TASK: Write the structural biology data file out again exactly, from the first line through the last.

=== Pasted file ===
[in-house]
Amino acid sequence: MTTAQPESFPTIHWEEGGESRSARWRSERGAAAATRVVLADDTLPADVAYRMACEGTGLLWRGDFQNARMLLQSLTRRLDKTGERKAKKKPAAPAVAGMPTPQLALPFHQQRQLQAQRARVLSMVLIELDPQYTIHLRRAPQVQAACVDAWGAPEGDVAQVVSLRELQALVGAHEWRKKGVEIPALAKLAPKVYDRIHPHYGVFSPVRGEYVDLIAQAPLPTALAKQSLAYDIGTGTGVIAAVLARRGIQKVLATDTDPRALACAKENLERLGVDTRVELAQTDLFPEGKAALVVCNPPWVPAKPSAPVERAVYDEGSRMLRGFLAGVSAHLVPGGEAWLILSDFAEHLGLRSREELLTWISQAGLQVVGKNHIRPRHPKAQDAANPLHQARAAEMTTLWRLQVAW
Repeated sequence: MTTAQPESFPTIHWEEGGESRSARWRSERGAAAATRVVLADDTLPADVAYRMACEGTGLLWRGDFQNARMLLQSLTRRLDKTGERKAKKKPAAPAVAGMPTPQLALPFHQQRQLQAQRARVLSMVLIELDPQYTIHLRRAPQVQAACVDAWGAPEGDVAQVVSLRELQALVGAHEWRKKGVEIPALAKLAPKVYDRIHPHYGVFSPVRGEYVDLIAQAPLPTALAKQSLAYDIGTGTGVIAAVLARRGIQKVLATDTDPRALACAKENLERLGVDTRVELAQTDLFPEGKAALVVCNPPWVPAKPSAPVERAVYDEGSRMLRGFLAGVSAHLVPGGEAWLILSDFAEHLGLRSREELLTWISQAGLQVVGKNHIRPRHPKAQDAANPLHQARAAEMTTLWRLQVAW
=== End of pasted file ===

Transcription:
[in-house]
Amino acid sequence: MTTAQPESFPTIHWEEGGESRSARWRSERGAAAATRVVLADDTLPADVAYRMACEGTGLLWRGDFQNARMLLQSLTRRLDKTGERKAKKKPAAPAVAGMPTPQLALPFHQQRQLQAQRARVLSMVLIELDPQYTIHLRRAPQVQAACVDAWGAPEGDVAQVVSLRELQALVGAHEWRKKGVEIPALAKLAPKVYDRIHPHYGVFSPVRGEYVDLIAQAPLPTALAKQSLAYDIGTGTGVIAAVLARRGIQKVLATDTDPRALACAKENLERLGVDTRVELAQTDLFPEGKAALVVCNPPWVPAKPSAPVERAVYDEGSRMLRGFLAGVSAHLVPGGEAWLILSDFAEHLGLRSREELLTWISQAGLQVVGKNHIRPRHPKAQDAANPLHQARAAEMTTLWRLQVAW
Repeated sequence: MTTAQPESFPTIHWEEGGESRSARWRSERGAAAATRVVLADDTLPADVAYRMACEGTGLLWRGDFQNARMLLQSLTRRLDKTGERKAKKKPAAPAVAGMPTPQLALPFHQQRQLQAQRARVLSMVLIELDPQYTIHLRRAPQVQAACVDAWGAPEGDVAQVVSLRELQALVGAHEWRKKGVEIPALAKLAPKVYDRIHPHYGVFSPVRGEYVDLIAQAPLPTALAKQSLAYDIGTGTGVIAAVLARRGIQKVLATDTDPRALACAKENLERLGVDTRVELAQTDLFPEGKAALVVCNPPWVPAKPSAPVERAVYDEGSRMLRGFLAGVSAHLVPGGEAWLILSDFAEHLGLRSREELLTWISQAGLQVVGKNHIRPRHPKAQDAANPLHQARAAEMTTLWRLQVAW